“You know how you have feet? Well, what if they turned into cows?” she explained. “…Cows the size of your feet…what if you suddenly had cows for feet?…So that’s what it’s about. Walking with cows as feet. A girl with cow feet. Her struggle. Her ankles and legs growing out the backs of two small cows. The pressure and ridicule she faces daily. In every daily encounter…”

“What happens to her?” I asked.

“She ends up growing antlers…out of the sides of her head. Big ones. One on each side.”

“Oh, my. What happens then?” I asked.

“She has trouble getting through doorways…has to turn sideways. Like this.” My little one turned her head and shuffled a little on the floor. “Like that. Sideways. That’s why they call her ‘Sideways.’”

“They don’t call her ‘Cow Feet?’” I asked.

“No. That would be rude,” my little one explains. “Calling out her affliction like that.”

“What about ‘puppy hands?’ Someone with puppies for hands?” I asked.

“No. That would be stupid. That wouldn’t work at all,” my little one assured me without even thinking about it.

“Well, you best get up and at it, then,” I persuaded. “Maybe we can get your hair cut today?”

“I don’t want to go to the drive-in barber,” my little one protested. “It feels weird sitting in the car getting my hair cut. I’m too old for that.” Slowly, she rolled over to her door and then stopped. She looked up in thought, searching the ceiling as if looking for something. “Mom?” she sighed.

“What, hun?” I turned my head and looked down.

“Am I free?” she asked, staring up, thinking.

“Free of what, honey?” I shrugged. “Free of your own emotions? Your instincts?”

“Free,” she shrugged.

“That’s a very wide and deep category,” I shook my head, indicating I’d need more information before I could offer a comment.

“Am I free?” she squinted, as if asking herself.

I stopped and had to think about that for a moment. There was a rattling. A slight, far off rattle.

“Yeah, he’s in there,” my little one sighed.

“That could be anything,” I thought and listened. There was a rattle. It could’ve been just about anything from anywhere. It could’ve been the wind outside. Maybe something on the roof. A squirrel. Maybe something in the garage or basement. I stood and thought and listened some more.

My little one searched the ceiling, also listening and thinking, trying to locate the distant noise. “He might take me away,” she whispered to herself.

I set the laundry basket on the floor at my side. I knelt on the wood floor and bent to lean down to press my ear against the floor, keeping an eye on the door to my little one’s bedroom. I wanted to prove her wrong, so she wouldn’t worry about monsters or anything.

“Feed me yucky porridge, like yogurt…banana yogurt…stick me in a small cage in the darkness…or be fed to a giant, wild centipede…or a hairy boar…a giant, wild, mistempered boar…or have to recite bad poetry…doggerel…” My little one whispered to herself, as if reciting a checklist.

The funny thing was, I could hear something; some pressure against the wood, as if some faint, quiet stirring. As if someone was in there, tiptoeing around, turning, turning around as if searching for something. I sprang up, snatched a small picture from the wall, leapt down the hall, and threw myself into her room. I burst through the door and there was a skinny reptilian man with big yellow eyes on the other side of her bed. It was as if he were leaning over her bed, searching for her in the twists of blankets.

“Yeah, that’s him. That’s the one,” my daughter sneered as she leaned into the doorway. “I call that one Iggy Boogie.”

I turned to look at my daughter, partially hiding behind the hallway wall, as if using it for protection, just her face peeking in the doorway, her face flush with accusation. I turned back to the skinny reptile man.

“His only way out…” my daughter seethed.

I turned to her again. She was pointing to her closet in the opposite corner.

“…his only way back home,” she nodded.

I turned back to the lizard man. He was on the opposite side of the bed and closet. He looked up at my daughter’s face in the doorway, then over to me. Our eyes met.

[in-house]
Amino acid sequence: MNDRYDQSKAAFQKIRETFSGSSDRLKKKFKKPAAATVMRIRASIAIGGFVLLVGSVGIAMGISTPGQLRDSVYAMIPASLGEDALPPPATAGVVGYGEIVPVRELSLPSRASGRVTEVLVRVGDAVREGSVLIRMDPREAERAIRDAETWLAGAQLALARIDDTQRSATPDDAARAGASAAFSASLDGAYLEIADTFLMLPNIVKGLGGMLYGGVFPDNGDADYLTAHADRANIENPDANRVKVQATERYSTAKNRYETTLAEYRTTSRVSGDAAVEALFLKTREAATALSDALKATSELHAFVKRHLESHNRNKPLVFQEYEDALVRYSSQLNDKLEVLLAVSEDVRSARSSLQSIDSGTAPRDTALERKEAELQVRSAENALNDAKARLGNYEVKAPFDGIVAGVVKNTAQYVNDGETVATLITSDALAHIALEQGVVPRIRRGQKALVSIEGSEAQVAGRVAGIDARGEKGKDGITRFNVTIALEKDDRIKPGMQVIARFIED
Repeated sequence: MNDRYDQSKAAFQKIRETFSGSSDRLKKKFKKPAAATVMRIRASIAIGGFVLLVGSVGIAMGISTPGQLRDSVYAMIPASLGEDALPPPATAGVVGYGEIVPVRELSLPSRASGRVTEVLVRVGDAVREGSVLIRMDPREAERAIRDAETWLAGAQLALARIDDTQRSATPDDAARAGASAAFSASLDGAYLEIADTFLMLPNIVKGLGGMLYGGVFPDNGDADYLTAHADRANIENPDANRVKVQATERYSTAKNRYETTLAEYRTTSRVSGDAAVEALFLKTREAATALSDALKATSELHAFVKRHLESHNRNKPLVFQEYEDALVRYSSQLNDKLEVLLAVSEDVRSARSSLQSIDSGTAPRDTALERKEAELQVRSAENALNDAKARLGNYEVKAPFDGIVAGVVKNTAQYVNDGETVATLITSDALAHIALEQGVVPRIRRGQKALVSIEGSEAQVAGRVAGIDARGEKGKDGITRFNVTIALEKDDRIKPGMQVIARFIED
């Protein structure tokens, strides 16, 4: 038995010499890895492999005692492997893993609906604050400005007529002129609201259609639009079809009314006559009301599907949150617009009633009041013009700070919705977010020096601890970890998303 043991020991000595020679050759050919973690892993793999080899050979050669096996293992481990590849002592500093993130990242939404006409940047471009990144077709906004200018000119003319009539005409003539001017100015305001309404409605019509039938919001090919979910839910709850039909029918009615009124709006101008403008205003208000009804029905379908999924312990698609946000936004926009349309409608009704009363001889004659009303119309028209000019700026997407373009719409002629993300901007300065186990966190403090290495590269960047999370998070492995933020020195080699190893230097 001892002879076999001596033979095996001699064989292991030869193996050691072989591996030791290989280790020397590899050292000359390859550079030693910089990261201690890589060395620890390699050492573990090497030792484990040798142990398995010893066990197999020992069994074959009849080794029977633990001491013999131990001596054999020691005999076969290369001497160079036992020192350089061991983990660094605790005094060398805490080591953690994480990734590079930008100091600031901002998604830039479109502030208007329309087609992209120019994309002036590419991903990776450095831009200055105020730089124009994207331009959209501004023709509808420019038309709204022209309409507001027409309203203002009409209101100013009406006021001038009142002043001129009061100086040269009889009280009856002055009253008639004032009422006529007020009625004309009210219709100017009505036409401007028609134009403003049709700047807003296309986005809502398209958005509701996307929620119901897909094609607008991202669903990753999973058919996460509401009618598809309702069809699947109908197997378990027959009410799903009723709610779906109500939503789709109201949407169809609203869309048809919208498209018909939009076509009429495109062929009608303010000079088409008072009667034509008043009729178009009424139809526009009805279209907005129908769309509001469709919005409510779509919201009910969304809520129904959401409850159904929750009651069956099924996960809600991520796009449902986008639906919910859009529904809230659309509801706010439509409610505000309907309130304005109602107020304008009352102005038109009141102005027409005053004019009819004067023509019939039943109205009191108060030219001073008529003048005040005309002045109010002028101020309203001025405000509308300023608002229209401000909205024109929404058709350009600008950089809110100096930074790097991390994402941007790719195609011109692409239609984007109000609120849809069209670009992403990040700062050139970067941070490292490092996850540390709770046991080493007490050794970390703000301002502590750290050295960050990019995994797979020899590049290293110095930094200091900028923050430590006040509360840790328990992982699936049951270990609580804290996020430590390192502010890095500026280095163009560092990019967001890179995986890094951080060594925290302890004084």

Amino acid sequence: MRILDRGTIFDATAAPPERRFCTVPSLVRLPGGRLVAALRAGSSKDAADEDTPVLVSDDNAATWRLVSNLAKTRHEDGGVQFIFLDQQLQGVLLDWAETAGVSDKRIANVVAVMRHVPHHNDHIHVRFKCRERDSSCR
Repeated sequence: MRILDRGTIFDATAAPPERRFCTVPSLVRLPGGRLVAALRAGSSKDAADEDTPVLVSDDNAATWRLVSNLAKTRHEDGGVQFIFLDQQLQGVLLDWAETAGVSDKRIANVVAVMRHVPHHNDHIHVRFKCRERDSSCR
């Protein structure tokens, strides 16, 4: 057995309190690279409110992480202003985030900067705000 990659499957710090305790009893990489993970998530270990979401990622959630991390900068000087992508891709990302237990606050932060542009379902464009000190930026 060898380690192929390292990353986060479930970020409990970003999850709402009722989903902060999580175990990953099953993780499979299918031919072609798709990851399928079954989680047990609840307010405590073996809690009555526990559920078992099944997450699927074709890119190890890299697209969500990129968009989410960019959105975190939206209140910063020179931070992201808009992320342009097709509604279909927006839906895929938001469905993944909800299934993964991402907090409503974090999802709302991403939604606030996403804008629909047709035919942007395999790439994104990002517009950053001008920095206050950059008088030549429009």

“Too bad I don’t have a backup.” My daughter shook her head. “Another stink blanket…we’ll have to keep one handy. A spare.”

I bent into a secret Italian judo stance. I was about to crack the small picture frame over the lizard man’s head. Or maybe slam the picture against the top of the dresser and slash the tall, skinny, gray and green, scaly, shimmering reptilian with the big yellow eyes. But he leapt over the bed, spinning into the air, and arced into the closet. The morning sunlight was diffused through the sheer window curtains. The faint, grainy sunlight caught the lizard man as he tumbled through the air, the light glinting a dull rainbow of colors off his collection of small, glistening scales.

My eyes followed, and sure enough, he summersaulted right into the darkness, into the shadows inside.

“There he goes again,” my little one peeped, unimpressed, as if she’d seen this maneuver several times.

I froze, then snapped out of it and rushed over and looked into the closet. But he was gone. I was so frustrated, so mad at myself for letting the moment slip past me. It all happened so fast, but it was all my fault for letting it slip by. I should’ve at least taken a swing at him, yelled at him, spit at him, something, anything, threw something at him. But he was just too fast; I just wasn’t ready for this stuff. But I was so frustrated, so angry at myself that all I could do was lean to that dark morning closet and release that fog of belch into that void. A warm, stale, pent-up gaseous emanation rushed out, flowing from the deepest recesses, my sides deflating, a tight pressure of pain easing. Instantly, I felt a relaxing and satisfying relief rush over me. All that pressure was finally out, my sides deflating, a pain easing, a comforting emptiness spreading.

“That’s not appropriate, Mom,” my little one commented. “That’s gross.”

I leaned back and watched for a moment, looking into the darkness, into that tall, narrow box of void.

“Mom, are you a secret agent?” my little one asked.

I turned to look at my little one.

“He’s gone again,” my little one cautiously peered around the doorway. She looked around. “Better luck next time, Iggy,” she sang in a little kid sing-song lilt.

All I could do was stand and stare, trying to take it all in.

“The little one I call Myron. The big one is Iggy…” my little one explained. “That one was Iggy. The big one.”

“What about that ‘Richard the Betrayer’ you had mentioned one time?” I suddenly remembered. “Or ‘Larry the Destroyer?’…Was that it?”

“No, that was Iggy Boogie. Larry was here earlier,” my little one shrugged.

I stood thinking for a moment, trying to crunch all this recent information in hopes it would somehow find a good spot to tetris into my brain. I looked over to the closet, searching around. “We need to get a light in there,” I turned to my little one again and gestured to the closet. “Take care of that shadow once and for all.”

“Yeah, but not under the bed.” My little one pointed. “…The trolls from under there aren’t so bad.”